The desert imposes as a first condition of existence — nomadism. It is not for pleasure that the Bedouin is always travelling, but from stern necessity. Cultivation being impossible on a barren soil deprived of vegetable humus and moisture, man is doomed to the shepherd's trade. But the pasturage, composed of sickly herbs growing in depressions sheltered from the wind, are of short duration and small extent. The flocks eat them down in a few days, when the shepherd must set about finding others; hence the necessity of being always on the move. When a pasture is found, he must make sure of its possession against other rivals, and, on occasion, use violence. It is a life of fever and of fighting, a rough and dangerous life.
But seldom can the Bedouin satisfy his hunger; he has everything to fear from nature and from man. Like a wild beast, he lives in a state of perpetual watchfulness. He relies chiefly upon robbery. Too poor to satisfy his desires, devoid of resources in an ill-favoured country, he is always ready to seize any chance that offers — a camel strayed from the herd provides him with a feast of meat: a sudden dash upon a caravan or the douar (camp) of a sedentary tribe furnishes him with dates, spices and women.
The practice of arms and the hard training he has always to live in have developed his warlike faculties; and, as it is these that enable him to triumph over the dangers of his wandering life and to procure the only satisfactions possible in the desert, he has come to consider them as his ideal.
The coward and the cripple are doomed to contempt and death. The respect of his neighbor is in proportion to the fear with which he inspires him. To win the praise of poets and the love of women, he must be a brilliant horseman, skilled in the use of sword and spear.
The women themselves have caught something of the martial spirit of their husbands and brothers; marching in the rear-guard they tend the wounded and encourage their fighting men by reciting verses of a wild energy: "Courage," they chant, "defenders of women. Strike with the edge of your swords. Wear the daughters of the morning star; our feet tread upon soft cushions; our necks are decked with pearls; our hair is perfumed with musk. The brave who face the enemy, we press them in our arms; the base who flee, we cast them off and we deny them our love."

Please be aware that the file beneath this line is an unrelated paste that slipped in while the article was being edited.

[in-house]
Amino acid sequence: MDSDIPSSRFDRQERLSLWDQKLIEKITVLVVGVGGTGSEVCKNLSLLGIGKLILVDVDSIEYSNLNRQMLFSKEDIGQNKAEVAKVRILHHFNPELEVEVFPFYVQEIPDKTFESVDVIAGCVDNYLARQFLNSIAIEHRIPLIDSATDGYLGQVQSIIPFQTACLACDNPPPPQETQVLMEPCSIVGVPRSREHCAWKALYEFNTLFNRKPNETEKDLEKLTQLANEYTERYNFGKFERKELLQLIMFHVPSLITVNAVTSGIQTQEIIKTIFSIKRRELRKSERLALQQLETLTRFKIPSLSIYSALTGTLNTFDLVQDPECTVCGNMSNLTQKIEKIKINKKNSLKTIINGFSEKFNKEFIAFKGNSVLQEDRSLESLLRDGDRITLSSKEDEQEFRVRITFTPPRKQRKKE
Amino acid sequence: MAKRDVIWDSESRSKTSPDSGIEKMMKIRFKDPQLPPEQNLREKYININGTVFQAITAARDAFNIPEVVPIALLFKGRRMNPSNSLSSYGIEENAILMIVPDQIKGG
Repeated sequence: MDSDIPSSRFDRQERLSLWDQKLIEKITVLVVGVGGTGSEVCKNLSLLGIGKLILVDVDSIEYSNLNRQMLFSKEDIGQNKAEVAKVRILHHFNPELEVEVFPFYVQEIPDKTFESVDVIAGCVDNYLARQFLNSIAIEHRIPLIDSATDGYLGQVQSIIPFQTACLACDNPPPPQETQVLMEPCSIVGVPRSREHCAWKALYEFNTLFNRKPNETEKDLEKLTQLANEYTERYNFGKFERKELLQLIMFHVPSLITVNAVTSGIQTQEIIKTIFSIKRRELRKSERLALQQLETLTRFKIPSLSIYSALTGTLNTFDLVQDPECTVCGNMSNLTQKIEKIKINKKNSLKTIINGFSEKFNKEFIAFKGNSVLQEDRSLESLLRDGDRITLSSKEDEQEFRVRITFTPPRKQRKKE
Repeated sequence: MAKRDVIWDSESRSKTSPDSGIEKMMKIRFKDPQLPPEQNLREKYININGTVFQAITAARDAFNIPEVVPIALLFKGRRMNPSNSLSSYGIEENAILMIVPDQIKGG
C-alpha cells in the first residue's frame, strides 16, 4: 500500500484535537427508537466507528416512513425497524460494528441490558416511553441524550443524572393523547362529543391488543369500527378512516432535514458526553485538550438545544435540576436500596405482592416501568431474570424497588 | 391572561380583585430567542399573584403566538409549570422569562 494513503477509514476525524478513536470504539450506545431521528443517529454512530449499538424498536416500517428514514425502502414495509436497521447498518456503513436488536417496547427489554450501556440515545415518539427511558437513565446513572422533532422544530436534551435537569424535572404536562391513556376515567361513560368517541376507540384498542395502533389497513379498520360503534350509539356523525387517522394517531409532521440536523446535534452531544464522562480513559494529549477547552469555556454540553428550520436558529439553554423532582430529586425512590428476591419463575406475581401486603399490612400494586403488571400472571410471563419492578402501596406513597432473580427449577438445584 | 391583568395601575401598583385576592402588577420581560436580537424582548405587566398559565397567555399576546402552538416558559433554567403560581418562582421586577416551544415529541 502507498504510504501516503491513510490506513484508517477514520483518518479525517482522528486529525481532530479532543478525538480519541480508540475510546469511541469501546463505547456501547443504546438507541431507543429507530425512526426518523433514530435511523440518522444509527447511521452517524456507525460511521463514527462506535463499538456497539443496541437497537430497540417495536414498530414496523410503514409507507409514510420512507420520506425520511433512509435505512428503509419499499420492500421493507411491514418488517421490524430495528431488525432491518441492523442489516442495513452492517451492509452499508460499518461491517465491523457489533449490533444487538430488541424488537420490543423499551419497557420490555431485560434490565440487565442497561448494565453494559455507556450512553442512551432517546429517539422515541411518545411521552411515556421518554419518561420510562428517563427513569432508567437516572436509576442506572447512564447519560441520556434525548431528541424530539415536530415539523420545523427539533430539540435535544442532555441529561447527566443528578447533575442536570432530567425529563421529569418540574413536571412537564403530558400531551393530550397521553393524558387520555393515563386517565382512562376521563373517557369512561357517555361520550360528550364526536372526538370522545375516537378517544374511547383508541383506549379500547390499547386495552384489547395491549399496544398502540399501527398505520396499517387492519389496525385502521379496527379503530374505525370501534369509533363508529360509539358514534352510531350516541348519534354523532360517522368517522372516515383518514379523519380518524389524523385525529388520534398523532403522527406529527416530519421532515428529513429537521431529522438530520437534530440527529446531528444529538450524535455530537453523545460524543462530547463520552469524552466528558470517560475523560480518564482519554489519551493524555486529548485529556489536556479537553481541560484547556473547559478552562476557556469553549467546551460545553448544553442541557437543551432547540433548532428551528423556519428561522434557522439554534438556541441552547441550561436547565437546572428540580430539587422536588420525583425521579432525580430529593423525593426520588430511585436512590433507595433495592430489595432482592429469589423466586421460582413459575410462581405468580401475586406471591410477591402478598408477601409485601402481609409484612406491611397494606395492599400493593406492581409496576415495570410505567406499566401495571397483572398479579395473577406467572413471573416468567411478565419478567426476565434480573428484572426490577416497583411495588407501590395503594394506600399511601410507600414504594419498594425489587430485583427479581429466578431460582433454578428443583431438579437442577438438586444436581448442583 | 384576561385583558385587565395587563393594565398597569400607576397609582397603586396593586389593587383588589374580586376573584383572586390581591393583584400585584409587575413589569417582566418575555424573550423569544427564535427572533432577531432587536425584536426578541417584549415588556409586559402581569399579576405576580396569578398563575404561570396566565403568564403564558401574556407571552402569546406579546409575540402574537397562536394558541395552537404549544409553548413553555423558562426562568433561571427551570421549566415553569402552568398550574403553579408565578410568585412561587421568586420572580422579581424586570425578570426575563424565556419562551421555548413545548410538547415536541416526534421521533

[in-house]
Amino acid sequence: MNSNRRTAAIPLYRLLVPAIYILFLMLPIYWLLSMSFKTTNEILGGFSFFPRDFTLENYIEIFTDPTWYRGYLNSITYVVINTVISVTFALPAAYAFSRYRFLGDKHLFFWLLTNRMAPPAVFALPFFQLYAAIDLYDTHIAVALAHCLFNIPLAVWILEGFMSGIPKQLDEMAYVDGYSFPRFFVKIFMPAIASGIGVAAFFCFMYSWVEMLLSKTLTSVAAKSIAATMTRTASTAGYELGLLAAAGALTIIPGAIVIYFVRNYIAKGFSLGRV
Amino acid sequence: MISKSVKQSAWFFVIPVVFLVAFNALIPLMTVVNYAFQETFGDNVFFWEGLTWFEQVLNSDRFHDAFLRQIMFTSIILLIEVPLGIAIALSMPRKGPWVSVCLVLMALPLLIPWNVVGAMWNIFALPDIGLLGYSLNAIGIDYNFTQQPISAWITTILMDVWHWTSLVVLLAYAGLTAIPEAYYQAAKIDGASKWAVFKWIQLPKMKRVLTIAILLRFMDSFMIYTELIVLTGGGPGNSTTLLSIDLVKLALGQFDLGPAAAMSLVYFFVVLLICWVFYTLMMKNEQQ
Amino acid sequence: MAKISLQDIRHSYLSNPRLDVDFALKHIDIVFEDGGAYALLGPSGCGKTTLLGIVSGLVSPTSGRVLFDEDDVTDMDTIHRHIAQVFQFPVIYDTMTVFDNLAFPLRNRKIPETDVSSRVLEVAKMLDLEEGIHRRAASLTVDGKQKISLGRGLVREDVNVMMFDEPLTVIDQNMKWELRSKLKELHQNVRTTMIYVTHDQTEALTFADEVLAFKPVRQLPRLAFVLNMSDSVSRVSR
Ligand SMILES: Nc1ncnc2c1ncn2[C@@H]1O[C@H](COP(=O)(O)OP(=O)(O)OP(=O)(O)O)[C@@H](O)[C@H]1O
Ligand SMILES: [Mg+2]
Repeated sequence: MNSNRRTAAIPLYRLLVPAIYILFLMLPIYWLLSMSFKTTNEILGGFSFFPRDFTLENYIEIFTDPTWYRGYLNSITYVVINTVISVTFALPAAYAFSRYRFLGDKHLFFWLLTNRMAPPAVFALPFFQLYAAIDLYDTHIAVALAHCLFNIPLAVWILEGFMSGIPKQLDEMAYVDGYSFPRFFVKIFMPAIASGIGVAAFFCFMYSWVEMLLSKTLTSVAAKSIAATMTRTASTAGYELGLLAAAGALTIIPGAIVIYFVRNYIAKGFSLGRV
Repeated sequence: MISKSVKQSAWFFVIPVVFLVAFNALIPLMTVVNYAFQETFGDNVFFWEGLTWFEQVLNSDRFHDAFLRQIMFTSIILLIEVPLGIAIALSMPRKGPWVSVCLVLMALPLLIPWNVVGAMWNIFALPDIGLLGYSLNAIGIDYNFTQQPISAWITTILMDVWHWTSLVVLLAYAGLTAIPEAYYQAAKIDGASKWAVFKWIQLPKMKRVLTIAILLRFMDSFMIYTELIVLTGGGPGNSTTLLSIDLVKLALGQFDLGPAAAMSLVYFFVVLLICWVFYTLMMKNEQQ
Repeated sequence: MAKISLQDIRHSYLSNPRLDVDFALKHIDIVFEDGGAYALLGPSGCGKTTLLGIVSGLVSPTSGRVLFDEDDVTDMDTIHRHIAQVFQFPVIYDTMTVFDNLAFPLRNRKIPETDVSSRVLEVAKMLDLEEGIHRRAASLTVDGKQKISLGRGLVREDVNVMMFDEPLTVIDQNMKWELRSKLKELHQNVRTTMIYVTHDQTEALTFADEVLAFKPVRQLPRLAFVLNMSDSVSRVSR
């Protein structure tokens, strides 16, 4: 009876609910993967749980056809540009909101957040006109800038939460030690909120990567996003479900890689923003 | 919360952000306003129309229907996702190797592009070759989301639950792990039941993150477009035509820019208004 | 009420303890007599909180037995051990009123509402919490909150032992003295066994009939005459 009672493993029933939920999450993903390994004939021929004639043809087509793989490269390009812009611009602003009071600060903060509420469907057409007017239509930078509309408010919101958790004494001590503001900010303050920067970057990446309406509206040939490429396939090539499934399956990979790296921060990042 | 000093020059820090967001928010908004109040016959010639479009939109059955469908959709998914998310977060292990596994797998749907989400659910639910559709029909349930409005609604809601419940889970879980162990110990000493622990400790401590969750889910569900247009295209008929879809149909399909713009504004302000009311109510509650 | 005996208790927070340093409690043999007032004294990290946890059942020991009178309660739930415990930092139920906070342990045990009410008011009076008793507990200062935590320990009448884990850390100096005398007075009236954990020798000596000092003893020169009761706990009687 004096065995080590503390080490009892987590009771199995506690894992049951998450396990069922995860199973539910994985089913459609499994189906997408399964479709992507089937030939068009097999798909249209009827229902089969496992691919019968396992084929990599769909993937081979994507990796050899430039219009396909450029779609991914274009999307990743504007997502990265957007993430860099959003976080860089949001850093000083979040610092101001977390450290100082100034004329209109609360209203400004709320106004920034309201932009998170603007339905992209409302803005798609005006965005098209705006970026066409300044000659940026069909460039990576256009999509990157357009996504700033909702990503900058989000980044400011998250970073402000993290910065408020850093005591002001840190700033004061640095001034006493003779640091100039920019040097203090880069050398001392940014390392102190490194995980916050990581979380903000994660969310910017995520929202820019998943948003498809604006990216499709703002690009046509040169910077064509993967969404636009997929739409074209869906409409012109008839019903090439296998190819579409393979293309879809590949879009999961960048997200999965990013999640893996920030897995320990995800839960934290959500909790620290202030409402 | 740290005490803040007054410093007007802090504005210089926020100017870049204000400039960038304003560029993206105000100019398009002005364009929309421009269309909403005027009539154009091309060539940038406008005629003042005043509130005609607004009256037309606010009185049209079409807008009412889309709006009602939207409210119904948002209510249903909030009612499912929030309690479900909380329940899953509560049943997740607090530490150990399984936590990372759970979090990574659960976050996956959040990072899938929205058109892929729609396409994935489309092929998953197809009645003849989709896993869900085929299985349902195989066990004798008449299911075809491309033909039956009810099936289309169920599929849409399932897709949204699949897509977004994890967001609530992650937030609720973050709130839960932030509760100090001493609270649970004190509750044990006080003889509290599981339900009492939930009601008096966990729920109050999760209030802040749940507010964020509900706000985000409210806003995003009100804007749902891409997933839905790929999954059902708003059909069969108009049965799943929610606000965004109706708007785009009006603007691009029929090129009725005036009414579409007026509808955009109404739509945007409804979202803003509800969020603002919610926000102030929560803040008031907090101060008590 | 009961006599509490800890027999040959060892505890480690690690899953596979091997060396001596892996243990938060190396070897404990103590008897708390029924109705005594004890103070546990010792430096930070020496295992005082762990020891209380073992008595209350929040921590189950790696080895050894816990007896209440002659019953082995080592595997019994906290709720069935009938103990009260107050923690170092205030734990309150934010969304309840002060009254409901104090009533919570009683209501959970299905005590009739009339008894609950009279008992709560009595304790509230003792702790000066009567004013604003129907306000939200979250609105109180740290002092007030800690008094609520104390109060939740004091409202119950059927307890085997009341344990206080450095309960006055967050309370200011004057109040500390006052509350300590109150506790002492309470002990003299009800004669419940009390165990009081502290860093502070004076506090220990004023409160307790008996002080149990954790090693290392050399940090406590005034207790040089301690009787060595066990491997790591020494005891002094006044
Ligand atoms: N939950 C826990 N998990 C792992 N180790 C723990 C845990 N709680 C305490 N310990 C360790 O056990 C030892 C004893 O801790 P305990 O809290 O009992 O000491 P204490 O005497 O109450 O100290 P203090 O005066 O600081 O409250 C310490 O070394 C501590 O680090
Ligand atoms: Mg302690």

The necessity of providing for his own needs makes the Bedouin an active man; he is patient because of the sufferings he has to endure; he accepts the inevitable without vain recriminations. It is not Islam that has created fatalism, but the desert; Islam has done no more than accept and sanction a state of mind characteristic of the nomad. His adventurous life gives the Bedouin courage, boldness, and if not contempt for death, at any rate a certain familiarity with it. Necessity compels him to be selfish. The available pasturage is too scanty to be shared, he keeps it for himself and his own people; it is the same with the watering place. He kills his infant daughters, who are the source of difficulties; and sometimes even his little boys, when the family is becoming too numerous. Hard on himself, he is hard upon others too; holding his life so cheap, he thinks nothing of his neighbor's. "Never has lord of our race died in his bed," says a poet. "On the blades of swords flows our blood, and our blood flows only over sword-blades. "
"We have risen," says another poet, "and our arrows have flown; the blood which stains our garments scents us more sweetly than the odor of musk."
"I was made of iron," Antal exclaims, "and of a heart more stubborn still; I have drunk the blood of mine enemies in the hollow of their skulls and am not surfeited."